Author

# F. Ursell

Other affiliations: University of Cambridge

Bio: F. Ursell is an academic researcher from University of Manchester. The author has contributed to research in topics: Free surface & Cylinder. The author has an hindex of 28, co-authored 57 publications receiving 4581 citations. Previous affiliations of F. Ursell include University of Cambridge.

Topics: Free surface, Cylinder, Surface wave, Wavelength, Inviscid flow

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TL;DR: In this article, the stability of the plane free surface is investigated theoretically when the vessel is a vertical cylinder with a horizontal base, and the liquid is an ideal frictionless fluid making a constant angle of contact of 90° with the walls of the vessel.

Abstract: A vessel containing a heavy liquid vibrates vertically with constant frequency and amplitude. It has been observed that for some combinations of frequency and amplitude standing waves are formed at the free surface of the liquid, while for other combinations the free surface remains plane. In this paper the stability of the plane free surface is investigated theoretically when the vessel is a vertical cylinder with a horizontal base, and the liquid is an ideal frictionless fluid making a constant angle of contact of 90° with the walls of the vessel. When the cross-section of the cylinder and the frequency and amplitude of vibration of the vessel are prescribed, the theory predicts that the m th mode will be excited when the corresponding pair of parameters (p m , q m ) lies in an unstable region of the stability chart; the surface is stable if none of the modes is excited. (The corresponding frequencies are also shown on the chart.) The theory explains the disagreement between the experiments of Faraday and Rayleigh on the one hand, and of Matthiessen on the other. An experiment was made to check the application of the theory to a real fluid (water). The agreement was satisfactory; the small discrepancy is ascribed to wetting effects for which no theoretical estimate could be given.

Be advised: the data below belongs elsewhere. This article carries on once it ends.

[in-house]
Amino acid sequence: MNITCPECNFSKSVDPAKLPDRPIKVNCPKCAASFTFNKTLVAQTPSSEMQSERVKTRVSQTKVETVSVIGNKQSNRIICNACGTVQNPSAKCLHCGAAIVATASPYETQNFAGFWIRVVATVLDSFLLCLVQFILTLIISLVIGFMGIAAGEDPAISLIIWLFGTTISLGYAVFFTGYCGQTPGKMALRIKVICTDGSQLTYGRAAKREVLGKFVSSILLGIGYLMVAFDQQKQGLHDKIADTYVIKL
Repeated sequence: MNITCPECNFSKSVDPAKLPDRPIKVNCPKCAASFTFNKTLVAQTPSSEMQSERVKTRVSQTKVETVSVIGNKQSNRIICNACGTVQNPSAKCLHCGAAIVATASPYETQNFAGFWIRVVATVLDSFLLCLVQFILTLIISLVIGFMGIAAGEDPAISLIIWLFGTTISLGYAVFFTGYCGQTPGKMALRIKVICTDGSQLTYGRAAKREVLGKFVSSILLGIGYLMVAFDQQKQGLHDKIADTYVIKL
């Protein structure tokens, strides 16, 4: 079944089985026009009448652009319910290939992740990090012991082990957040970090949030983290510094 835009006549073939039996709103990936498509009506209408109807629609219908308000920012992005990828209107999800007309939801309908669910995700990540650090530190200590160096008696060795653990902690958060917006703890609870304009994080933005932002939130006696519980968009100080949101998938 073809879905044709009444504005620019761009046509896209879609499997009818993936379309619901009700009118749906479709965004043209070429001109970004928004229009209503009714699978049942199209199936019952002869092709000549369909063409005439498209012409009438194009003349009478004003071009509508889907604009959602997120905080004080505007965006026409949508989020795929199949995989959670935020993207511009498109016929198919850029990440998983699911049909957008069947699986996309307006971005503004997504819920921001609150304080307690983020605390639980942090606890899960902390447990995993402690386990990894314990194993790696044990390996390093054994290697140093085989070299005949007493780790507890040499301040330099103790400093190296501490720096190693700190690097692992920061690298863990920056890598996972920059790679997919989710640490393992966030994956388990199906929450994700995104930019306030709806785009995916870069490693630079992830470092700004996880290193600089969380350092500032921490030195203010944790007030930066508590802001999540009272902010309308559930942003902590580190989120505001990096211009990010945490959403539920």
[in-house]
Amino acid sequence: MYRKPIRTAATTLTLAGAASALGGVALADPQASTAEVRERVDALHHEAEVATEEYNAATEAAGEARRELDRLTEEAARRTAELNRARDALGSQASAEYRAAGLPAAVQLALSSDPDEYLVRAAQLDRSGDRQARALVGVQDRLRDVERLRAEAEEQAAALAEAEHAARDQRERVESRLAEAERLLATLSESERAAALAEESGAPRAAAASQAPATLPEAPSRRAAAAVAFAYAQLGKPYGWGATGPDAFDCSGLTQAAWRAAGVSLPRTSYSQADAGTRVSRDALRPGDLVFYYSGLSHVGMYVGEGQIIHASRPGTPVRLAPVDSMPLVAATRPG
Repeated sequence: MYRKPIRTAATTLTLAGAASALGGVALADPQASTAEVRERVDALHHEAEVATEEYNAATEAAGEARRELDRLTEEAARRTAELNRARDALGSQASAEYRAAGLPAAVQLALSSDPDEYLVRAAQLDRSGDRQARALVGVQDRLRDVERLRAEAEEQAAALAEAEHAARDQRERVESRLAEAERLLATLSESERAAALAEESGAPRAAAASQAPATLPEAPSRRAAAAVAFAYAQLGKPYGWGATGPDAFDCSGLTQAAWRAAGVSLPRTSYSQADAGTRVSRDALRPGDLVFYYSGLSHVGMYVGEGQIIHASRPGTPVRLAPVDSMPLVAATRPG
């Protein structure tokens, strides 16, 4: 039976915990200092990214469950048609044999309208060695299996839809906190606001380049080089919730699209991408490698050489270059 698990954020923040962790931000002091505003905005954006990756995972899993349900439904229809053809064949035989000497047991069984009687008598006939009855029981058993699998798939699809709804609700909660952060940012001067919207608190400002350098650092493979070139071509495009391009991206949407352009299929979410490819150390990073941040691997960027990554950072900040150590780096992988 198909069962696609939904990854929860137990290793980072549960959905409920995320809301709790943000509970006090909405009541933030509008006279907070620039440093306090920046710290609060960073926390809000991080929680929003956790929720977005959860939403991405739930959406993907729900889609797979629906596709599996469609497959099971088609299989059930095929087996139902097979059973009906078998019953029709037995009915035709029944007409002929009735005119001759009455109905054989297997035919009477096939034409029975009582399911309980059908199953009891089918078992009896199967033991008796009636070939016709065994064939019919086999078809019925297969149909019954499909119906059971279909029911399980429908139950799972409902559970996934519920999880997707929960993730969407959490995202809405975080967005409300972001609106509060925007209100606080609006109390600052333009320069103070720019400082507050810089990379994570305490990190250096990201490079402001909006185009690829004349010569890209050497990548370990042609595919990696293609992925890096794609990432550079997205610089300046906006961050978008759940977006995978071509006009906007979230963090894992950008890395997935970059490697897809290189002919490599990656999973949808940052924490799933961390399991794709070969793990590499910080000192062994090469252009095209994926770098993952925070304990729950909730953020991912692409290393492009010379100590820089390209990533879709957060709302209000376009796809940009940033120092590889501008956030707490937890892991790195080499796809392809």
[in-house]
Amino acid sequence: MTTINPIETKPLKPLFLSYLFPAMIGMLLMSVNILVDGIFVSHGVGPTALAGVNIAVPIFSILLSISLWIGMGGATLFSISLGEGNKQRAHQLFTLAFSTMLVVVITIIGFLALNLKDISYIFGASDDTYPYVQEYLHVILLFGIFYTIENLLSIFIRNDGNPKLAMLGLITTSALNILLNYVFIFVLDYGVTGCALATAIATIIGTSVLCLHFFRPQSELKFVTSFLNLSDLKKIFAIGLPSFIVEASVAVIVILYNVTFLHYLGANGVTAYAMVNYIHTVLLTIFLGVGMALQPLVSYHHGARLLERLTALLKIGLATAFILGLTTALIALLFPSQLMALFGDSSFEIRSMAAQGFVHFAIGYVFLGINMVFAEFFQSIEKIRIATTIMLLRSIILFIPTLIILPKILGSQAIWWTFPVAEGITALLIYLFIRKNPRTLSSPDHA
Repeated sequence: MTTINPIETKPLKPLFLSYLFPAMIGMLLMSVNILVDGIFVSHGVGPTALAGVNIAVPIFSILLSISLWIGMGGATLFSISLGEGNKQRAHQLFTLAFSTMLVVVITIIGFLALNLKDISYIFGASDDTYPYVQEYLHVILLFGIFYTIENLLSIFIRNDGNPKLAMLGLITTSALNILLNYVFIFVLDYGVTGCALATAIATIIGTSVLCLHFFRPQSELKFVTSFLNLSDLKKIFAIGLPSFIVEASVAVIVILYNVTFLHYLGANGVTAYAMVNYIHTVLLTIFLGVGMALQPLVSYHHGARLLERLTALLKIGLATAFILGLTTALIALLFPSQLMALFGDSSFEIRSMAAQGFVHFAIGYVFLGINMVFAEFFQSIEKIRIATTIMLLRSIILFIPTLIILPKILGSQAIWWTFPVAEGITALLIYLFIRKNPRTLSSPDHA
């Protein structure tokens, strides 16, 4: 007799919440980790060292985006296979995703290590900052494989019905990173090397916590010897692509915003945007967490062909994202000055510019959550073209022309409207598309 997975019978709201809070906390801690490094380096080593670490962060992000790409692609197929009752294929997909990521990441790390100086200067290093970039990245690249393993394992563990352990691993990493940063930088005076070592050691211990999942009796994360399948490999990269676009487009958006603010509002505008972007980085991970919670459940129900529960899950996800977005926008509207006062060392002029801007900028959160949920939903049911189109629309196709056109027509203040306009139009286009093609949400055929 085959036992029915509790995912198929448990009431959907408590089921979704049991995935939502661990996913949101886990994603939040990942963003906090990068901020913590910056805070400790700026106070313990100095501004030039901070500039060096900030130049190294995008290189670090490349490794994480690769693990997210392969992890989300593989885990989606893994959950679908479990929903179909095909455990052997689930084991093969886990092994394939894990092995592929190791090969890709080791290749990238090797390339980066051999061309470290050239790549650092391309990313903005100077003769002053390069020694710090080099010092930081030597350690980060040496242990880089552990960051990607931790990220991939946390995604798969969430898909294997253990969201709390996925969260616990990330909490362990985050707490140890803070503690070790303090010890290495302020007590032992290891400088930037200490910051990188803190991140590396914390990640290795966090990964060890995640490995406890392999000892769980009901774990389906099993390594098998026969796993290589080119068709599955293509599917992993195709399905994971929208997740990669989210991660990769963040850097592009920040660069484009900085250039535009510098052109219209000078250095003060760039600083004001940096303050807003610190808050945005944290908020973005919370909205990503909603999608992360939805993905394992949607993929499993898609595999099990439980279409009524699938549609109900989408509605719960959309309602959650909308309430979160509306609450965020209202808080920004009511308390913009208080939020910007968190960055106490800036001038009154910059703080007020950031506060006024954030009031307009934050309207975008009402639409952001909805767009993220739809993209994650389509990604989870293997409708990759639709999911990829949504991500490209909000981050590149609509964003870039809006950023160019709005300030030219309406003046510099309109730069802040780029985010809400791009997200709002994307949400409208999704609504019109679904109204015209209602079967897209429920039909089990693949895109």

695 citations

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01 Jul 1957

TL;DR: In this article, a new complex variable u is introduced by the implicit relation where the parameters ζ(α), A(α) are determined explicitly from the condition that the (u, z) transformation is uniformly regular near z = 0, α = 0.

Abstract: In the integralthe functions g(z), f(z, α) are analytic functions of their arguments, and N is a large positive parameter. When N tends to ∞, asymptotic expansions can usually be found by the method of steepest descents, which shows that the principal contributions arise from the saddle points, i.e. the values of z at which ∂f/∂z = 0. The position of the saddle points varies with α, and if for some a (say α = 0) two saddle points coincide (say at z = 0) the ordinary method of steepest descents gives expansions which are not uniformly valid for small α. In the present paper we consider this case of two nearly coincident saddle points and construct uniform expansions as follows. A new complex variable u is introduced by the implicit relationwhere the parameters ζ(α), A(α) are determined explicitly from the condition that the (u, z) transformation is uniformly regular near z = 0, α = 0 (see § 2 below). We show that with these values of the parameters there is one branch of the transformation which is uniformly regular. By taking u on this branch as a new variable of integration we obtain for the integral uniformly asymptotic expansions of the formwhere Ai and Ai′ are the Airy function and its derivative respectively, and A(α), ζ(α) are the parameters in the transformation. The application to Bessel functions of large order is briefly described.

453 citations

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TL;DR: The inviscid theory predicts that at a discrete frequency the resonance is confined to the neighbourhood of the beach (inviscid edge wave), while at a cutoff frequency resonance extends a long way down the canal as discussed by the authors.